JC: Yes, generally speaking, I would agree that things were constructed and produced to a higher standard in the past then they are today. Of course there's always been varying degrees of quality to any category of goods, but in the past many things were made from more durable materials and were often better (and more skillfully) constructed then they are today.
Wood, metal and glass used to make up many every day items that today are often (cheap) plastic. Our society has become one of creating disposable items that can be sold inexpensively. If the handle on a pot were to break today, I think most people who probably buy a new pot, yet in our grandparent's and great-grandparent's day, most folks would have taken that pot to be repaired. Often when people bought things back in the 40s and 50s, they expected them to last for years or even generations. The idea that something could wear out or break and need to be replaced within a matter of months was something of an alien concept (excluding of course those sorts of things like a toothbrush which weren't meant to last a lifetime) that I doubt many would have stood for prior to the 1960s.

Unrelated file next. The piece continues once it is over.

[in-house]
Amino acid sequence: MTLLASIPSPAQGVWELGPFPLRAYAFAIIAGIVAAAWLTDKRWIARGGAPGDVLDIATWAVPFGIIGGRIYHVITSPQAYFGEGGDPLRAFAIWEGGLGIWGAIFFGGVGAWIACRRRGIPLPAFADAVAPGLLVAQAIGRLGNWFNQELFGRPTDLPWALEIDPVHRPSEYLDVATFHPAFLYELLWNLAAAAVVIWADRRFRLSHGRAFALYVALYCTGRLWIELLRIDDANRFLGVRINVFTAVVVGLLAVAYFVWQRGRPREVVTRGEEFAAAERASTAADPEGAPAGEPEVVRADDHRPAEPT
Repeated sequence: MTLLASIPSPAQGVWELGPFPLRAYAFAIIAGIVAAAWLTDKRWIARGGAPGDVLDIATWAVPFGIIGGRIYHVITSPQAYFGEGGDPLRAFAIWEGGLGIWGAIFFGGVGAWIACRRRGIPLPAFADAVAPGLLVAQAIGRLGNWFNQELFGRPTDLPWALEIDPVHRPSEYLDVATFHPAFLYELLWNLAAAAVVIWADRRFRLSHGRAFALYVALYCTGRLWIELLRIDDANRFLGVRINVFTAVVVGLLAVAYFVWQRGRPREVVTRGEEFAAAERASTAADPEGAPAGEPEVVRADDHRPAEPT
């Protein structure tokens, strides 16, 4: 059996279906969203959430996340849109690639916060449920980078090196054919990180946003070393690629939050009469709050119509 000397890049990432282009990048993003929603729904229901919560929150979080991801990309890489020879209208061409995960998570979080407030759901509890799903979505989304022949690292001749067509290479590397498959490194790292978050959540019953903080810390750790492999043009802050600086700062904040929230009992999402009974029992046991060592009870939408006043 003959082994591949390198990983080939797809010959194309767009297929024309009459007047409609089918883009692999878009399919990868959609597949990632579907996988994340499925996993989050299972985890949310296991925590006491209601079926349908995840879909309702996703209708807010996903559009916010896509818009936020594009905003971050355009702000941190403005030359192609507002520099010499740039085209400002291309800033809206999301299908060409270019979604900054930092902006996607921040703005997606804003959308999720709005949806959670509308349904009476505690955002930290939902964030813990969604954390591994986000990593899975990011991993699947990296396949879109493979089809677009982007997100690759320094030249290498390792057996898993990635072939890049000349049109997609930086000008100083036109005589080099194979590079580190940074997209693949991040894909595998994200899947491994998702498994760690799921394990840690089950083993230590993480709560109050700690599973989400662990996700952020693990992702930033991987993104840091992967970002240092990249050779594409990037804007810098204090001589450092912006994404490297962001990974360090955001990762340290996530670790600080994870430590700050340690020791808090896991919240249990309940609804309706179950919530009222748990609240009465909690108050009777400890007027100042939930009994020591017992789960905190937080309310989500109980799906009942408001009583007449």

I have dresses (which were ready-wear in their day, not designer couture or anything like that) hanging in my closet right now from the 1950s that have held up better over 60 years than (modern) t-shirts and pajamas I bought last year. Garments were often sewed with a degree of care and quality back then which one does not readily find on the mass market these days. I love this about vintage pieces and it's one of the reasons why I buy them. Assuming a vintage piece is in good shape (or that I can mend it and bring it up to snuff) when I purchase it, I know that with a bit of TLC (and proper handling and storage) over the years, that garment is likely to exist for at least another 50 years - if not longer!
VFC: Have you found like-minded friends, learned new things, or achieved anything else through your blog?